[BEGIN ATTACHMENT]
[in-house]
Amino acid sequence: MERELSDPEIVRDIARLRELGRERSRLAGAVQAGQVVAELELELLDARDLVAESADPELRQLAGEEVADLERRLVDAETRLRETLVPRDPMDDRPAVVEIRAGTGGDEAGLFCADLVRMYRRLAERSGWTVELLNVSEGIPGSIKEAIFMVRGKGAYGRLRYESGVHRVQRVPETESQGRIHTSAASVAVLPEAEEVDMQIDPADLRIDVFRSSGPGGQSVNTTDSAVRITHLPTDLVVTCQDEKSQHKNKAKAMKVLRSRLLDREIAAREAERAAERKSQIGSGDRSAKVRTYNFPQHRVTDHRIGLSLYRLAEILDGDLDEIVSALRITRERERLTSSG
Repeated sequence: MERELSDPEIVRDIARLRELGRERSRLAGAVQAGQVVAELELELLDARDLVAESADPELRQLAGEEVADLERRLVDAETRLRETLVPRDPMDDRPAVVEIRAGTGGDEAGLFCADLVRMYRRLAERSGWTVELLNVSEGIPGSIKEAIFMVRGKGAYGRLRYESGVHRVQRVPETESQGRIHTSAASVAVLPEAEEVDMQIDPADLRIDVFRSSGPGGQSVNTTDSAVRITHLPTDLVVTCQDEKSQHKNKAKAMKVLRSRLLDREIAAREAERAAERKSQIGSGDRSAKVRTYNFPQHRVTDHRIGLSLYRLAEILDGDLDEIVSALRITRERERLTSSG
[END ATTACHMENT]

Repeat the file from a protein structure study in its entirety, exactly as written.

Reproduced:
[in-house]
Amino acid sequence: MERELSDPEIVRDIARLRELGRERSRLAGAVQAGQVVAELELELLDARDLVAESADPELRQLAGEEVADLERRLVDAETRLRETLVPRDPMDDRPAVVEIRAGTGGDEAGLFCADLVRMYRRLAERSGWTVELLNVSEGIPGSIKEAIFMVRGKGAYGRLRYESGVHRVQRVPETESQGRIHTSAASVAVLPEAEEVDMQIDPADLRIDVFRSSGPGGQSVNTTDSAVRITHLPTDLVVTCQDEKSQHKNKAKAMKVLRSRLLDREIAAREAERAAERKSQIGSGDRSAKVRTYNFPQHRVTDHRIGLSLYRLAEILDGDLDEIVSALRITRERERLTSSG
Repeated sequence: MERELSDPEIVRDIARLRELGRERSRLAGAVQAGQVVAELELELLDARDLVAESADPELRQLAGEEVADLERRLVDAETRLRETLVPRDPMDDRPAVVEIRAGTGGDEAGLFCADLVRMYRRLAERSGWTVELLNVSEGIPGSIKEAIFMVRGKGAYGRLRYESGVHRVQRVPETESQGRIHTSAASVAVLPEAEEVDMQIDPADLRIDVFRSSGPGGQSVNTTDSAVRITHLPTDLVVTCQDEKSQHKNKAKAMKVLRSRLLDREIAAREAERAAERKSQIGSGDRSAKVRTYNFPQHRVTDHRIGLSLYRLAEILDGDLDEIVSALRITRERERLTSSG